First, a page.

The Potent Strategic Power Of Air Mobility Command
Most assessments of a nation’s military power focus on the “pointy end of the spear,” the combat platforms, weapons systems and munitions. Less publicized and often poorly understood is the contribution of the rest of the spear, the shaft, to the overall mission which is successful delivery of the spear point to a target. In modern military organizations the shaft of the spear consists of all the supporting functions, but primarily the transportation, logistics and sustainment capabilities that not only deliver a combat force to the theater of conflict but sustain it while it is there and brings it home again when the mission is over.
A great example of a supporting function that is vitally important to the operation of the U.S. military forces around the world is air lift. The United States maintains by far the world’s largest fleet of transport aircraft (primarily C-5s, C-17s and C-130s) and aerial refueling tankers (today the KC-10 and KC-135 but soon the new KC-46) most of which belong to the Air Force’s Air Mobility Command (AMC). The U.S. military could not project power into distant theaters without the air bridge provided by AMC. Virtually every combat sortie conducted during America’s conflicts over the past several decades has required aerial refueling, often several times.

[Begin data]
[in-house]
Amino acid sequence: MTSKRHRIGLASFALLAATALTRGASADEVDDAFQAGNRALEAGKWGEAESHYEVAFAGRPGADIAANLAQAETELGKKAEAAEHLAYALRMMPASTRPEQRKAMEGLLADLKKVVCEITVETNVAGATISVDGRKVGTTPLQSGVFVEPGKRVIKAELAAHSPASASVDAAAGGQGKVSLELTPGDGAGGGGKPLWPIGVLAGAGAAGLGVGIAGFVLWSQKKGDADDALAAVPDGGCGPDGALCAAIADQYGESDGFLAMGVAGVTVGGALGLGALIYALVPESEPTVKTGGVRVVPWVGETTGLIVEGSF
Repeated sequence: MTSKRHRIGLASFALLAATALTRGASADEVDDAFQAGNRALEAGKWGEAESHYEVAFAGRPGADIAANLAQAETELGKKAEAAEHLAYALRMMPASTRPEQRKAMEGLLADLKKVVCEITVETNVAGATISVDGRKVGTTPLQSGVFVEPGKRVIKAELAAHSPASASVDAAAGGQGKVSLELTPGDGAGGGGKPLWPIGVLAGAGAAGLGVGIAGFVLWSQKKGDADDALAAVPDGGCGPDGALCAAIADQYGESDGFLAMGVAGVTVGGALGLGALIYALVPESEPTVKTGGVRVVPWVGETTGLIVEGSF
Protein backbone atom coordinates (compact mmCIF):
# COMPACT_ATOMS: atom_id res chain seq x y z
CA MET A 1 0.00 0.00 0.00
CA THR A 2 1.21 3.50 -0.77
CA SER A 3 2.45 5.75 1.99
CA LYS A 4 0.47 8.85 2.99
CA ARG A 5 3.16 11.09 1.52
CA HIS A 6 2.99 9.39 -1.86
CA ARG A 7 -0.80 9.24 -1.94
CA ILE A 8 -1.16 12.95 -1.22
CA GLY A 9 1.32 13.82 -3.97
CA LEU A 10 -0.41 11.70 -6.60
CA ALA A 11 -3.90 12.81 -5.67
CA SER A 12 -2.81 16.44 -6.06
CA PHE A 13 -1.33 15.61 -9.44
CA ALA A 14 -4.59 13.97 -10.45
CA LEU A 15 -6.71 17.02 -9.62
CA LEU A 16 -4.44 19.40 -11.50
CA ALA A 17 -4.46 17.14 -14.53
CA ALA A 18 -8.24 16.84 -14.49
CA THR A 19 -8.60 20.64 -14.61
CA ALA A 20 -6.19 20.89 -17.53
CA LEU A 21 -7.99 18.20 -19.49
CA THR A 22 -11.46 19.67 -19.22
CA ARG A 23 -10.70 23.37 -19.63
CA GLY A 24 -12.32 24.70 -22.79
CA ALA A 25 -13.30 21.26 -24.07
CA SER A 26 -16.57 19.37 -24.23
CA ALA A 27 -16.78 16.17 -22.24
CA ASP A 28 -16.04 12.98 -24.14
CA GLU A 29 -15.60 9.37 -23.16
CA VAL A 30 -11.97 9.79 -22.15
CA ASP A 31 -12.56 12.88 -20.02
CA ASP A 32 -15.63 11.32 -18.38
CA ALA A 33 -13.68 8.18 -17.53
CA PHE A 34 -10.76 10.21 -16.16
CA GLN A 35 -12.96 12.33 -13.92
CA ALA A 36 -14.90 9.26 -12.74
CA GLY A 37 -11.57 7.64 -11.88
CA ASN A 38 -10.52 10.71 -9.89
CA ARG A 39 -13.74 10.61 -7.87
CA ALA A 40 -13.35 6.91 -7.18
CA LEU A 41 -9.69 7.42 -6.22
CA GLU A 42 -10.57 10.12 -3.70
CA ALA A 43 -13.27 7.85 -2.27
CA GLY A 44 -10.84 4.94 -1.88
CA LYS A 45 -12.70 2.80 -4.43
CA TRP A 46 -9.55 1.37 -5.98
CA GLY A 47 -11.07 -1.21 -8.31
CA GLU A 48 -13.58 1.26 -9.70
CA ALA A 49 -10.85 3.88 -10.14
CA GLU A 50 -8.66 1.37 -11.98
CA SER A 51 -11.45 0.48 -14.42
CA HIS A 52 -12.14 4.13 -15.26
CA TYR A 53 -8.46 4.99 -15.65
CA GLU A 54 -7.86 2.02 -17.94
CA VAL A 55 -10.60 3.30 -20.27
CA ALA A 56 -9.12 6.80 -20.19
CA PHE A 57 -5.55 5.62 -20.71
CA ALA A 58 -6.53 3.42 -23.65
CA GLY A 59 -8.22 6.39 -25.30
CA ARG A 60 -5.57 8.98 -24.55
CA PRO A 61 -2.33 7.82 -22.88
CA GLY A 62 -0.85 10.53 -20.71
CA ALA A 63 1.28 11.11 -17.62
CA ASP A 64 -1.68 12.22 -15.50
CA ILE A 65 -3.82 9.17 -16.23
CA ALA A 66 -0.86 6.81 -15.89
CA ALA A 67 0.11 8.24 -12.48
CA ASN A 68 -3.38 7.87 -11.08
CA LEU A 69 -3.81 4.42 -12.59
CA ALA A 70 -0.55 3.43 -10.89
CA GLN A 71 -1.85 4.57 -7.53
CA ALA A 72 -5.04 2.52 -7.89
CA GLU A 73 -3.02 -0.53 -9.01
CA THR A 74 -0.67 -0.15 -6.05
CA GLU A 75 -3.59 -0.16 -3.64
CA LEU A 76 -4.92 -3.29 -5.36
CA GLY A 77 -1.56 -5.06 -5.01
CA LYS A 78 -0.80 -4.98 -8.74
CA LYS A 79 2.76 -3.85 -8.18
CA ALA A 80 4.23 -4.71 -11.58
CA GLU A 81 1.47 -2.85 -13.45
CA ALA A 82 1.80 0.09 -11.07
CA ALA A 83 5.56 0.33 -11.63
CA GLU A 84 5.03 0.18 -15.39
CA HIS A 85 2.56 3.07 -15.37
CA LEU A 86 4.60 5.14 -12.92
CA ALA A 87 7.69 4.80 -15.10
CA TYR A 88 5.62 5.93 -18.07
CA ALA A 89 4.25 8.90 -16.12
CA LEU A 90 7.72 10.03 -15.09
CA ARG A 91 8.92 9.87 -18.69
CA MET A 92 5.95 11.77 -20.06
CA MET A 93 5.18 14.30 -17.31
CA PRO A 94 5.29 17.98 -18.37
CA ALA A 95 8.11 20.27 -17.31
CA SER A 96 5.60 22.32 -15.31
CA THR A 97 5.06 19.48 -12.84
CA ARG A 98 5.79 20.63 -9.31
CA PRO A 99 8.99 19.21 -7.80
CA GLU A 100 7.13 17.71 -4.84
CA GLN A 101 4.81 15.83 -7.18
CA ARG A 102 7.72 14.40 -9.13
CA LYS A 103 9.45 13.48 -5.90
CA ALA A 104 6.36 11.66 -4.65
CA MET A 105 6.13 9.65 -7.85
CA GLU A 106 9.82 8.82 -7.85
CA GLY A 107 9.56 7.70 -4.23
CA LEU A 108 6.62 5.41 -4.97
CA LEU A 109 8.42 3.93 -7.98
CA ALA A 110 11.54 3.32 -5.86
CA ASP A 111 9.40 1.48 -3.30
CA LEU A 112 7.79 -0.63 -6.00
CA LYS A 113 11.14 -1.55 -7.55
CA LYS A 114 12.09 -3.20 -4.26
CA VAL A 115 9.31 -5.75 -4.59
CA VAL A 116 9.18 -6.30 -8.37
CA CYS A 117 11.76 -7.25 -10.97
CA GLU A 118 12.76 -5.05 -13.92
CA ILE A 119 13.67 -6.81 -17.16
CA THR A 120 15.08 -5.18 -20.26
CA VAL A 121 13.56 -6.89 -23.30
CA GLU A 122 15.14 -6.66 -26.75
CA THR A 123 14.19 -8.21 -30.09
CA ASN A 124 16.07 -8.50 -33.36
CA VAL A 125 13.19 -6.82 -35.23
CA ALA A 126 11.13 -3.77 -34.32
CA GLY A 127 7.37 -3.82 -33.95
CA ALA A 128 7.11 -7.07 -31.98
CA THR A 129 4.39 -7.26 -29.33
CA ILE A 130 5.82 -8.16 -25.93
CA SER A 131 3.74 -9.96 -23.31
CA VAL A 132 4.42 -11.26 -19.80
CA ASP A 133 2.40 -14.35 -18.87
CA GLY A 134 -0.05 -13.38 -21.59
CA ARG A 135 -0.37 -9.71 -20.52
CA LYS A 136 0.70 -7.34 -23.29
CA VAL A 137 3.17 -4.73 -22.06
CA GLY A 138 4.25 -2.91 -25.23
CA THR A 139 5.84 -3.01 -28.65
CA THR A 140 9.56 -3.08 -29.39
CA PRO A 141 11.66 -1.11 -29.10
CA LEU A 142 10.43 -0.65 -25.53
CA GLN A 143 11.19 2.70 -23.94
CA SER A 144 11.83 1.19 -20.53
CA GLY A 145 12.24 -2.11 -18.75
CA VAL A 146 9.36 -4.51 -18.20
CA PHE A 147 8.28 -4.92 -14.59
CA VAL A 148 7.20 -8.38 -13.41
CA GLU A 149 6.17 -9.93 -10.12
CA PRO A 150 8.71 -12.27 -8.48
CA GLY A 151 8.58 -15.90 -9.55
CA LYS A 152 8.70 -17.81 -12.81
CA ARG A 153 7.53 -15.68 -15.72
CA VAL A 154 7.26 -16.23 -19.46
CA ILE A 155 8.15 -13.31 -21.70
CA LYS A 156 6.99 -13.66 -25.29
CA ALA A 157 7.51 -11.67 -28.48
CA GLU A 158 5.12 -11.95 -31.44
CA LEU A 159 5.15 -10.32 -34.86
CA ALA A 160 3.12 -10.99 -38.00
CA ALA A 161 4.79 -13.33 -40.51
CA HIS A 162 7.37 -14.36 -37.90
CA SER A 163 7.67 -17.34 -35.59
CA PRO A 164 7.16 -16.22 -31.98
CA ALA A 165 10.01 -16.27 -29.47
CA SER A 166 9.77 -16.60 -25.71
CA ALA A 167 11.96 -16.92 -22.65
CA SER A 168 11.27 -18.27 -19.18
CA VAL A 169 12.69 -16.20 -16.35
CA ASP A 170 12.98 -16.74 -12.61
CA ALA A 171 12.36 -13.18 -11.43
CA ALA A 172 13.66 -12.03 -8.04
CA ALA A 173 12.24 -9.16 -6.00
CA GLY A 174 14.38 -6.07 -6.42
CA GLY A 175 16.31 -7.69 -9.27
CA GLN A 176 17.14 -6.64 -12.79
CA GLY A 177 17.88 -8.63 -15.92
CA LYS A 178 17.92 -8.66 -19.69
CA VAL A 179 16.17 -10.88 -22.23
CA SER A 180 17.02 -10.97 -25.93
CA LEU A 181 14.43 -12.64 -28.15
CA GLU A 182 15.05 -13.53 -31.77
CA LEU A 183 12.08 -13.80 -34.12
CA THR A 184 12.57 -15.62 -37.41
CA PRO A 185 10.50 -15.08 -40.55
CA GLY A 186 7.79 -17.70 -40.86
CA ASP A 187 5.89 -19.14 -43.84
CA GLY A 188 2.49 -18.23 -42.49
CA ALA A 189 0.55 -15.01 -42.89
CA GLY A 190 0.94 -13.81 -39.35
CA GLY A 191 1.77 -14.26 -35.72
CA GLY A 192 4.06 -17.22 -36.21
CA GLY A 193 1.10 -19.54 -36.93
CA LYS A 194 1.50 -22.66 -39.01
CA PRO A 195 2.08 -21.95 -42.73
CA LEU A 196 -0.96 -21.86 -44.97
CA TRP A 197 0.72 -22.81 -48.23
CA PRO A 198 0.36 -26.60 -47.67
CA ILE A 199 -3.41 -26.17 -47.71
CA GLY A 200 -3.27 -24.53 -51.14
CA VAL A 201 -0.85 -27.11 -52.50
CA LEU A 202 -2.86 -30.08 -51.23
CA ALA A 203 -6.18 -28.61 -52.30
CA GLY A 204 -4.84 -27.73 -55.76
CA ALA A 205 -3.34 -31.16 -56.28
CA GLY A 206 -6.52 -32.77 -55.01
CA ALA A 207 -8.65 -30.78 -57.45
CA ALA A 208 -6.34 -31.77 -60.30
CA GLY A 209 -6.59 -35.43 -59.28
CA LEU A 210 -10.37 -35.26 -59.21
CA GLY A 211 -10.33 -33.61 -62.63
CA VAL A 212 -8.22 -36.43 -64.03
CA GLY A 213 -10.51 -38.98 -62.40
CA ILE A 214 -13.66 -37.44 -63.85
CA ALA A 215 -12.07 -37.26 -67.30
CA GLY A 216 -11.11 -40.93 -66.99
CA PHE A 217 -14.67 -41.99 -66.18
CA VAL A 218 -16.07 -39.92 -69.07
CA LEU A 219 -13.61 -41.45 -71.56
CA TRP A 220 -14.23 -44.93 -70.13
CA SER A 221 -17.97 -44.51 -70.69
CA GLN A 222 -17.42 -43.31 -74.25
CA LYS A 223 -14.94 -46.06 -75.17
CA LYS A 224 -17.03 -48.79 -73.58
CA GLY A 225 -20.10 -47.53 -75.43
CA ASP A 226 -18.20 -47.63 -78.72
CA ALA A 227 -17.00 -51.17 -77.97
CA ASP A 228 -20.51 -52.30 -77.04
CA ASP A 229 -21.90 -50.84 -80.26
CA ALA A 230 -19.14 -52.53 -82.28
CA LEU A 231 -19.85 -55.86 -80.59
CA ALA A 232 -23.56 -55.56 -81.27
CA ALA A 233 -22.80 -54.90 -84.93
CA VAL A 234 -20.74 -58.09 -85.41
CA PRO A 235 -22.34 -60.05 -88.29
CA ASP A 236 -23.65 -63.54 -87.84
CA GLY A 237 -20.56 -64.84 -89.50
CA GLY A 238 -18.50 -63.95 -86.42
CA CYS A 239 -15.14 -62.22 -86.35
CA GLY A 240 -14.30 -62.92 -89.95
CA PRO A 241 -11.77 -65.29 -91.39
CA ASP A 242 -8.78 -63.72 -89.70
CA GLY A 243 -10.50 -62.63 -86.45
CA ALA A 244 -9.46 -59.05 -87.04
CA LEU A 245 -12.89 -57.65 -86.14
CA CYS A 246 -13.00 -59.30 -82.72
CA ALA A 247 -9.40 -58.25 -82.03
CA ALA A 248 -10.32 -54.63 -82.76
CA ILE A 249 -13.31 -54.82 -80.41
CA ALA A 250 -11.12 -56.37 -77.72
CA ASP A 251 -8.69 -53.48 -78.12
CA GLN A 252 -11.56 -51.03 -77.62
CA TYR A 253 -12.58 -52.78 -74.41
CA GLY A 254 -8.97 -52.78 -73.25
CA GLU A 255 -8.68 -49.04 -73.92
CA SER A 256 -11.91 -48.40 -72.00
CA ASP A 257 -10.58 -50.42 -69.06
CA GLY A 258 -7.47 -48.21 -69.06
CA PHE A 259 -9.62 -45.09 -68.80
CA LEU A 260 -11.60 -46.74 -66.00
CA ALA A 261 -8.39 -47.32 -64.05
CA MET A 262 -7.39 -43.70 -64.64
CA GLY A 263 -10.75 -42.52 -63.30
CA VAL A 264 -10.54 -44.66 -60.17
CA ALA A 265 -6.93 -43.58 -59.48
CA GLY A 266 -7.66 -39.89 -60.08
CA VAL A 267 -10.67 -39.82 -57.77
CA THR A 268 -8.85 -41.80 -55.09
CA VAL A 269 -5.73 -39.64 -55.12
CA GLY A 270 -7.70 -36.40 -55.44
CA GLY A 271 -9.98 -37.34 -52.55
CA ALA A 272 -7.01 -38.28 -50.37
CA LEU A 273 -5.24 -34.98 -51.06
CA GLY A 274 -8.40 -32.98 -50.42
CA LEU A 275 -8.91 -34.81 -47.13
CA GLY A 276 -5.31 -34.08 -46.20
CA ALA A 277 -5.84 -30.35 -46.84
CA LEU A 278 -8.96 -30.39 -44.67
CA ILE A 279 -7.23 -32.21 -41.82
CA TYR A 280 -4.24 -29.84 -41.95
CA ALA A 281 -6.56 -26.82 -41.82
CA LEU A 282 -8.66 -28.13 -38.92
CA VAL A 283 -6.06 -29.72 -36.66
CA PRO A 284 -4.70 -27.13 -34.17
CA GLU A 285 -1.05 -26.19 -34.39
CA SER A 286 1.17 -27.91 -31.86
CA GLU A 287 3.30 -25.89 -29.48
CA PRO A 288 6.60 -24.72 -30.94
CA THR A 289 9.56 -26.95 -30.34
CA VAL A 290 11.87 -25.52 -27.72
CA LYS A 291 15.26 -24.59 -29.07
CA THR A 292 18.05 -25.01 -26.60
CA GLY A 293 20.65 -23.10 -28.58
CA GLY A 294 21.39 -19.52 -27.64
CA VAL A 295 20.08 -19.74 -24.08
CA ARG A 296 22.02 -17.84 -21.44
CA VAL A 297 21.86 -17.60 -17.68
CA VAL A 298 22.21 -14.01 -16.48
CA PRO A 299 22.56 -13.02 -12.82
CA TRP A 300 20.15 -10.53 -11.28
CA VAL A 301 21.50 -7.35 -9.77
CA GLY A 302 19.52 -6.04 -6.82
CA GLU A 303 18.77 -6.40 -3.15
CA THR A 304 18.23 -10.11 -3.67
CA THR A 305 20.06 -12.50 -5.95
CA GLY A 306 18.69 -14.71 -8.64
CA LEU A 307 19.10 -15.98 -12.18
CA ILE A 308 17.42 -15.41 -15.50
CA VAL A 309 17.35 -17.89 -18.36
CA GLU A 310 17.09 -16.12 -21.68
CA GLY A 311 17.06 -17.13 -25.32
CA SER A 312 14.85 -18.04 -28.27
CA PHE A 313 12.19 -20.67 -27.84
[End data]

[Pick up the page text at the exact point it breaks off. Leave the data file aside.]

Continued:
On an average day in Afghanistan, AMC tankers conduct upwards of a thousand sorties, offloading millions of pounds of fuel to Air Force, Navy, Marine Corps and Coalition aircraft. Similarly, Air Force transports deliver tens of thousands of tons of cargo to main operating bases and forward outposts in that country every month. One little known fact is that so far in 2012 Air Force transports have conducted around 100 airdrops of supplies, many to Army units that could not be reached in time or without excess risk by ground transport. Aeromedical evacuation has brought some 21,000 individuals out of the war zone since conflict began there in 2001.
Air lift and resupply is not solely the responsibility of Air Mobility Command. The Navy operates some 35 C-2 Greyhound Carrier On-board Delivery (COD) aircraft. The COD fleet moves high-priority cargo and passengers between the Navy’s aircraft carriers and shore bases, allowing the battle groups to operate longer at sea and at a great distance from resupply bases. The Marine Corps also operates around 40 KC-130 tankers that provide aerial refueling for other Marine Corps aircraft.
The private sector is a major partner in providing air lift and support to U.S forces. The Civil Reserve Air Fleet program allows the military to gain access to commercial transport and even refueling aircraft to supplement military platforms. Virtually all the military personnel deployed to Iraq and Afghanistan over the past decade were carried on commercial aircraft. In addition, the Department of Defense has contracts with private companies such as UPS and DHL to move mail and cargo to and from overseas bases. In some instances, usually small deployments, the Pentagon has relied entirely on private contractors for aerial resupply.
As the White House, DoD and Congress consider the implications of a declining defense budget for the size and character of the U.S. military, they should take into consideration the support provided by AMC to the joint force. Almost every operation the military will conduct over the next several decades will be an away game. Consequently, the demand for air lift will remain high.